Differential binding of the related transcription factors Pho4 and Cbf1 can tune the sensitivity of promoters to different levels of an induction signal.

Aow JS, Xue X, Run JQ, Lim GF, Goh WS, Clarke ND - Nucleic Acids Res. (2013)

Phosphate-concentration dependence of gene expression from promoters containing each of the 16 possible palindromic Pho4/Cbf1 motifs (NNCACGTGNN). The four graphs group sites according to the identity of the distal flanking base; for example, the top graph shows expression for the four promoters that contain variants of CNCACGTGNG. Within each graph, the color denotes the base immediately 5′ to the core hexamer; for example, the blue line in each graph indicates a variant of NCCACGTGGN. Also shown in this panel are the relative affinities of the 16 sites for Pho4 and Cbf1, according to the color scheme in Figure 1.
© Copyright Policy - creative-commons
Related In: Results  -  Collection

License
Show All Figures
getmorefigures.php?uid=PMC3643608&req=5

gkt210-F2: Phosphate-concentration dependence of gene expression from promoters containing each of the 16 possible palindromic Pho4/Cbf1 motifs (NNCACGTGNN). The four graphs group sites according to the identity of the distal flanking base; for example, the top graph shows expression for the four promoters that contain variants of CNCACGTGNG. Within each graph, the color denotes the base immediately 5′ to the core hexamer; for example, the blue line in each graph indicates a variant of NCCACGTGGN. Also shown in this panel are the relative affinities of the 16 sites for Pho4 and Cbf1, according to the color scheme in Figure 1.
Mentions: The gene VTC4 is a direct regulatory target of Pho4 as defined by ChIP experiments and by a joint statistical analysis of sequence motifs and the effect of constitutive Pho4 expression on gene expression (Methods; Supplementary Figure S2) (5,22,23). We used the VTC4 promoter as a backbone for construction of 16 GFP fusions that differ at a single Pho4/Cbf1 binding site. The wild-type VTC4 promoter contains two perfect CACGTG motifs but, based on data from in vitro affinity measurements (8), one of these sites (caCACGTGaa) is predicted to bind Pho4 ∼30-fold less well than the other (cgCACGTGgc). Nevertheless, to avoid complications in interpretation, we knocked out the weaker site in all of our reporter constructs, using several substitutions in the core motif. The remaining site was replaced by all 16 possible palindromic variants of the sequence nnCACGTGnn. (The promoter sequences are provided as Supplementary Figure S3). The 16 reporter constructs were separately integrated by homologous recombination into a diploid yeast strain, replacing one of the VTC4 alleles with the gene fusion (Methods). Each of the 16 reporter strains was then assayed for GFP expression at eight different phosphate concentrations ranging from 0 to 10 mM (Figure 2).Figure 2.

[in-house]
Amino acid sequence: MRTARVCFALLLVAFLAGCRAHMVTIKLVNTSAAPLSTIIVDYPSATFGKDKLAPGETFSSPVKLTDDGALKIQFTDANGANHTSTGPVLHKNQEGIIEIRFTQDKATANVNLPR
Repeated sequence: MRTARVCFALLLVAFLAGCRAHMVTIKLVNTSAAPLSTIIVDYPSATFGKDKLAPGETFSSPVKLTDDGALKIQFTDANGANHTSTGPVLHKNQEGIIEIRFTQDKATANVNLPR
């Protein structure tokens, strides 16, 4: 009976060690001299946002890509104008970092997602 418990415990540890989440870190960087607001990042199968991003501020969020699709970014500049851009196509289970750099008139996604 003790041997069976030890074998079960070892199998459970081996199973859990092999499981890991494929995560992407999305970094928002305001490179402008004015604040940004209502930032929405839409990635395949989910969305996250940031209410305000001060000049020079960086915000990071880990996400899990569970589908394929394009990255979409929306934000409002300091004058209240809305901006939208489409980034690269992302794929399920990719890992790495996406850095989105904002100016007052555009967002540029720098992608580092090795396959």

Bottom Line: Chromatin immunoprecipitation and computational analyses of natural Pho4 target genes, along with the activities of the reporter constructs, indicates that genes differ in their sensitivity to intermediate induction signals in part because of differences in their affinity for Cbf1.The induction sensitivity of both natural Pho4 target genes and reporter genes was well explained only by a model that assumes a role for Cbf1 in remodeling chromatin.Our analyses highlight the importance of taking into account the activities of related transcription factors in explaining system-wide gene expression data.

View Article: PubMed Central - PubMed

Affiliation: Computational and Systems Biology, Genome Institute of Singapore, 60 Biopolis St., Singapore 138672, Singapore.

ABSTRACT
Transcription factors that belong to the same family typically have similar, but not identical, binding specificities. As such, they can be expected to compete differentially for binding to different variants of their binding sites. Pho4 is a yeast factor whose nuclear concentration is up-regulated in low phosphate, while the related factor, Cbf1, is constitutively expressed. We constructed 16 GFP-reporter genes containing all palindromic variants of the motif NNCACGTGNN, and determined their activities at a range of phosphate concentrations. Pho4 affinity did not explain expression data well except under fully induced conditions. However, reporter activity was quantitatively well explained under all conditions by a model in which Cbf1 itself has modest activating activity, and Pho4 and Cbf1 compete with one another. Chromatin immunoprecipitation and computational analyses of natural Pho4 target genes, along with the activities of the reporter constructs, indicates that genes differ in their sensitivity to intermediate induction signals in part because of differences in their affinity for Cbf1. The induction sensitivity of both natural Pho4 target genes and reporter genes was well explained only by a model that assumes a role for Cbf1 in remodeling chromatin. Our analyses highlight the importance of taking into account the activities of related transcription factors in explaining system-wide gene expression data.

Show MeSH
Related in: MedlinePlus